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  4. My god, how you have signposted the route through my own teenage years in Leicester…was Boyd’s band called Soop? I was in One Hand Clapping, and ran the two free concerts on Welford Rd Recce…and my dear friend Mick Pini played for us…Ned Ludd…as did Pesky Gee…and again as Black Widow by the second event…Grizelda…I’m in touch with bass player Paul Witherspoon…as well as Roger Chapman and other local starts…then we had Jody Grind, Battered Ornaments and Bridget St John…all powered by a petrol-leaking Honda generator. I knew a great guy called Pete Gumley who ran blues clubs…in fact just met him again after all those years…and I remember the Chameleon and Circa Design next door…Pete Josephs owned the Chameleon didn’t he? I’d love to get in touch with Mike Prudens, a fine guitar player with his band Phase of Reality…as well as the towering Tony Shipman of Arnhem Bloo and Spring. I remember Terry…memphis…the lightshow bloke…and actually I always thought I was a bit well-known myself in Leicester for while because I helped set up Leicester Arts Lab…poetry, guitar…events. And I paid Led Zep in cash for their Leicester debut…£175 for three hours!! Ask me anything, I remember most of it!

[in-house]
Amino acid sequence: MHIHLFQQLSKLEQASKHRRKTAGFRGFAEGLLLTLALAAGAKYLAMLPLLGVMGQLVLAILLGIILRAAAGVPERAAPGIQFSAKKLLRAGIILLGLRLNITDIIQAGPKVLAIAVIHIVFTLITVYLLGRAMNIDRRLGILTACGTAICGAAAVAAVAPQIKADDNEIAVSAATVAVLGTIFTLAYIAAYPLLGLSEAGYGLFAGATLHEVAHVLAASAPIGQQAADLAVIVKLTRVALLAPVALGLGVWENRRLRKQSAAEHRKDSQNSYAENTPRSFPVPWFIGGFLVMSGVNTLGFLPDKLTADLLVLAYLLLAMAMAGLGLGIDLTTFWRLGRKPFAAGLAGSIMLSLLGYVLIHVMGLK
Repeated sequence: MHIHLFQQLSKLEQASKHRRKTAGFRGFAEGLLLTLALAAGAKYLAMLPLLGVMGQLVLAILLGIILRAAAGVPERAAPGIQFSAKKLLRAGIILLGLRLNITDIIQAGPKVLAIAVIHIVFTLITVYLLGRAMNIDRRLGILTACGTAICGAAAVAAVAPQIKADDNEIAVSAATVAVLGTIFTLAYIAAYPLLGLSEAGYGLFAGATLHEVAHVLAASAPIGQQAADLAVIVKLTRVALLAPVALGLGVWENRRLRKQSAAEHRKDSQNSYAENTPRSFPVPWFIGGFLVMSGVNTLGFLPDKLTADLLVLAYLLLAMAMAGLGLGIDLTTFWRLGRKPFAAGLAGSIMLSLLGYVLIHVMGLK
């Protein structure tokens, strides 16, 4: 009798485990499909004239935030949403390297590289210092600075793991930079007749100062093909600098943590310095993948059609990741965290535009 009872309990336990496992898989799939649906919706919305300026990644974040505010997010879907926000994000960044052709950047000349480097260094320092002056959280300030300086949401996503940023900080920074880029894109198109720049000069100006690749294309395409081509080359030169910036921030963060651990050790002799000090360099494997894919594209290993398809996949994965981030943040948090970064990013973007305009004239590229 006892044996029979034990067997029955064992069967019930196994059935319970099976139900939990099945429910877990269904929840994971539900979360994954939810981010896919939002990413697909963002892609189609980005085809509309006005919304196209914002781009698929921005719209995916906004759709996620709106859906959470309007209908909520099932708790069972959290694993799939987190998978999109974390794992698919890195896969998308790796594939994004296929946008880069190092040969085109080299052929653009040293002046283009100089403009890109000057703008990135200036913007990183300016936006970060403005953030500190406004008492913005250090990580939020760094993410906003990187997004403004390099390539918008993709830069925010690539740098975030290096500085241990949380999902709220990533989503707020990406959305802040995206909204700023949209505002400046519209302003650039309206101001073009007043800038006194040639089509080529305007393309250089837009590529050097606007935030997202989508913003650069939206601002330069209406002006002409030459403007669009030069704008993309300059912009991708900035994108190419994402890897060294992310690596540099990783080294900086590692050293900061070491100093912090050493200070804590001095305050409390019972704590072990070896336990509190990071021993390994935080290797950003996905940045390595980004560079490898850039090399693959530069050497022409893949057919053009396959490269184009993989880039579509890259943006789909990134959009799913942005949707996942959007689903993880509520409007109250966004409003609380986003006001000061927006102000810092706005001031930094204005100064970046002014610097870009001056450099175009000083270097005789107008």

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    • Thanks for the comment. Mike Pruden is still in Leicester and doing regular gigs.It was Pete Josephs who ran the Chameleon. I’m sure Shaun Knapp would like to speak to you. You can find him on Facebook https://www.facebook.com/HighFlyingAround
      It sounds like you’ve got a great story to tell. I remember the free concerts and also the arts lab. It was at St. Michael’s Church Rooms I think (Now a block of flats) courtesy of Derek Sawyer, the hippy vicar. Cheers!

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    • Welford Rd free concert also had Edgar Broughton Band as well as the leaky honda generator; sadly “Electricity” was in pretty short supply for them to do their best with the underpowered P.A. system but hey; it was free! Give my regards to Pete Gumley; I wonder if he remembers me?